Stabilizing atmospheric concentrations of greenhouse gases will require a radical transformation of the global energy system over coming decades. Fiscal instruments (carbon taxes or similar) are the most effective policies for reflecting environmental costs in energy prices and promoting development of cleaner technologies, while also providing a valuable source of revenue. Fiscal policies also have an important role to play in addressing other major environmental challenges, like poor air quality and urban congestion.
Responding to climate change has become one of the world’s foremost policy challenges. In line with its mandate and expertise, the IMF focuses on the fiscal, financial, and macroeconomic challenges of climate change. The IMF also provides advice on the appropriate design of fiscal reforms to promote greener growth more broadly, particularly with regard to getting the prices right in energy and transportation systems.
Broad-based charges on greenhouse gas emissions, such as a carbon tax, are the most effective instruments for reducing emissions throughout the economy. They promote widespread changes in behavior, encouraging business and individuals to reduce energy use and switch to cleaner fuels.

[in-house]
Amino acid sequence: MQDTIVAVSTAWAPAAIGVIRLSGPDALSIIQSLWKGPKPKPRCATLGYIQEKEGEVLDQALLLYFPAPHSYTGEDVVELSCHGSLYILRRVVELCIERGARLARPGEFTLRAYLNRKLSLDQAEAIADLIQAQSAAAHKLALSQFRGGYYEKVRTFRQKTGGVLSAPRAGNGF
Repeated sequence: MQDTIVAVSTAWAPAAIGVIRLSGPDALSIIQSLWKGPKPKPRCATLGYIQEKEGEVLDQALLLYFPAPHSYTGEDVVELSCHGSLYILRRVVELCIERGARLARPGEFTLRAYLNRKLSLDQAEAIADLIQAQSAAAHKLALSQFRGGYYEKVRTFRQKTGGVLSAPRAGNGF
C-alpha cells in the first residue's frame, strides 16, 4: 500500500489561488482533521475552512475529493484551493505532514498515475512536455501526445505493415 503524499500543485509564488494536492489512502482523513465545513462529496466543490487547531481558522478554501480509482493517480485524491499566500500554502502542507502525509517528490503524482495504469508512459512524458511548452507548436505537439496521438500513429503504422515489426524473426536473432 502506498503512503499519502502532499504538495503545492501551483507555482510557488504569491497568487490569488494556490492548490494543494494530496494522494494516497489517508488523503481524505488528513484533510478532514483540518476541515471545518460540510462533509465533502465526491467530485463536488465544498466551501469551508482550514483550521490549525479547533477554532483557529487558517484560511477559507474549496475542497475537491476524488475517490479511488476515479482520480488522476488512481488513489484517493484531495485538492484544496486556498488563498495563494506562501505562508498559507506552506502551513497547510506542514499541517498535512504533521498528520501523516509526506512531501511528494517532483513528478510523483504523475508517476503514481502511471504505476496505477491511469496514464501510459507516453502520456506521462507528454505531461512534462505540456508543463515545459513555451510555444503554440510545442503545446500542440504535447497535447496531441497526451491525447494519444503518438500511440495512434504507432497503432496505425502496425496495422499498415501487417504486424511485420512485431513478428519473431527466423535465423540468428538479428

Carbon taxes can also raise substantial amounts of government revenue. Fiscal challenges created by current economic difficulties present an opportunity to consider these types of innovative environmental charges.
Cap-and-trade systems are another promising policy, but generally they should be designed to look like fiscal instruments through revenue-raising and price stability provisions.
Designing a response
There are many issues to consider in designing fiscal policies to mitigate climate change:
- the appropriate tax level and base, and the treatment of traded goods;
- the possible role of complementary policies—such as clean technology research, development, and deployment policies;
- the balance between carbon and other taxes in the government’s budget;
- how to use the additional revenues;
- the treatment of forestry and other non-energy emissions; and
- how to take account of distributional implications of the policies.
These and other issues are discussed at length in a recent IMF book, Fiscal Policy to Mitigate Climate Change: A Guide for Policymakers. And in early 2014, the IMF (with the Brookings Institution and Resources for the Future) will publish an edited volume focused specifically on the design of a U.S. carbon tax in the context of broader fiscal reform.
Financing responses to climate change
There is broad agreement that substantial financial assistance is needed for climate adaptation and mitigation projects in developing countries. In 2011, the IMF, in collaboration with the World Bank and others, undertook a study for the G-20 on the effectiveness, revenue potential, and administration, of a wide range of fiscal options for climate finance. This included analysis of potential charges for international aviation and maritime emissions and domestic (carbon-related and other) fiscal instruments.